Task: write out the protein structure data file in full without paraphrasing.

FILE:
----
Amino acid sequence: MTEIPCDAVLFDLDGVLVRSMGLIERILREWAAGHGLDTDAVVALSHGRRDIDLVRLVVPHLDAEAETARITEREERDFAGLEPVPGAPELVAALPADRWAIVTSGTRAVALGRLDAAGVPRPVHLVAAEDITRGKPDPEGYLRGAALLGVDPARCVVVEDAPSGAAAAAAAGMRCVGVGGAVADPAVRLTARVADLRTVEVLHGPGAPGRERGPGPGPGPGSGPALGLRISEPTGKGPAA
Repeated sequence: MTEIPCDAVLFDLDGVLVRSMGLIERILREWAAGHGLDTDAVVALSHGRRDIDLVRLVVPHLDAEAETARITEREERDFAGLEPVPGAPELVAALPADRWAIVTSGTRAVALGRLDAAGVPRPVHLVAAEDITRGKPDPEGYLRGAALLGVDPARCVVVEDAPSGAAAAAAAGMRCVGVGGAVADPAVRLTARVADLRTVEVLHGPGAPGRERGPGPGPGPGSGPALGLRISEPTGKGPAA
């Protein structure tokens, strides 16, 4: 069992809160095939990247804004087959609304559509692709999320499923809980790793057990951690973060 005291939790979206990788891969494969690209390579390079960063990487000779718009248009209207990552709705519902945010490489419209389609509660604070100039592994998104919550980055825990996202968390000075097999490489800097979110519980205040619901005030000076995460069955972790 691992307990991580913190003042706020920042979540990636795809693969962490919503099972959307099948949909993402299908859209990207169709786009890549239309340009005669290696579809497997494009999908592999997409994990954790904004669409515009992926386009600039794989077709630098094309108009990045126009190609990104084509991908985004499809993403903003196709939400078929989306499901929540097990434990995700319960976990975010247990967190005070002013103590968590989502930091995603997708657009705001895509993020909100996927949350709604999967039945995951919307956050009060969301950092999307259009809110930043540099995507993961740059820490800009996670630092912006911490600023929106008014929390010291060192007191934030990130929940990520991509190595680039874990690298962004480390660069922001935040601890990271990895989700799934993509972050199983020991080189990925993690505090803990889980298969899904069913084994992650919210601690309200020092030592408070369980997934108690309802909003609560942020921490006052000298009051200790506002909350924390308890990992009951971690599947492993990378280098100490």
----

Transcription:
Amino acid sequence: MTEIPCDAVLFDLDGVLVRSMGLIERILREWAAGHGLDTDAVVALSHGRRDIDLVRLVVPHLDAEAETARITEREERDFAGLEPVPGAPELVAALPADRWAIVTSGTRAVALGRLDAAGVPRPVHLVAAEDITRGKPDPEGYLRGAALLGVDPARCVVVEDAPSGAAAAAAAGMRCVGVGGAVADPAVRLTARVADLRTVEVLHGPGAPGRERGPGPGPGPGSGPALGLRISEPTGKGPAA
Repeated sequence: MTEIPCDAVLFDLDGVLVRSMGLIERILREWAAGHGLDTDAVVALSHGRRDIDLVRLVVPHLDAEAETARITEREERDFAGLEPVPGAPELVAALPADRWAIVTSGTRAVALGRLDAAGVPRPVHLVAAEDITRGKPDPEGYLRGAALLGVDPARCVVVEDAPSGAAAAAAAGMRCVGVGGAVADPAVRLTARVADLRTVEVLHGPGAPGRERGPGPGPGPGSGPALGLRISEPTGKGPAA
């Protein structure tokens, strides 16, 4: 069992809160095939990247804004087959609304559509692709999320499923809980790793057990951690973060 005291939790979206990788891969494969690209390579390079960063990487000779718009248009209207990552709705519902945010490489419209389609509660604070100039592994998104919550980055825990996202968390000075097999490489800097979110519980205040619901005030000076995460069955972790 691992307990991580913190003042706020920042979540990636795809693969962490919503099972959307099948949909993402299908859209990207169709786009890549239309340009005669290696579809497997494009999908592999997409994990954790904004669409515009992926386009600039794989077709630098094309108009990045126009190609990104084509991908985004499809993403903003196709939400078929989306499901929540097990434990995700319960976990975010247990967190005070002013103590968590989502930091995603997708657009705001895509993020909100996927949350709604999967039945995951919307956050009060969301950092999307259009809110930043540099995507993961740059820490800009996670630092912006911490600023929106008014929390010291060192007191934030990130929940990520991509190595680039874990690298962004480390660069922001935040601890990271990895989700799934993509972050199983020991080189990925993690505090803990889980298969899904069913084994992650919210601690309200020092030592408070369980997934108690309802909003609560942020921490006052000298009051200790506002909350924390308890990992009951971690599947492993990378280098100490």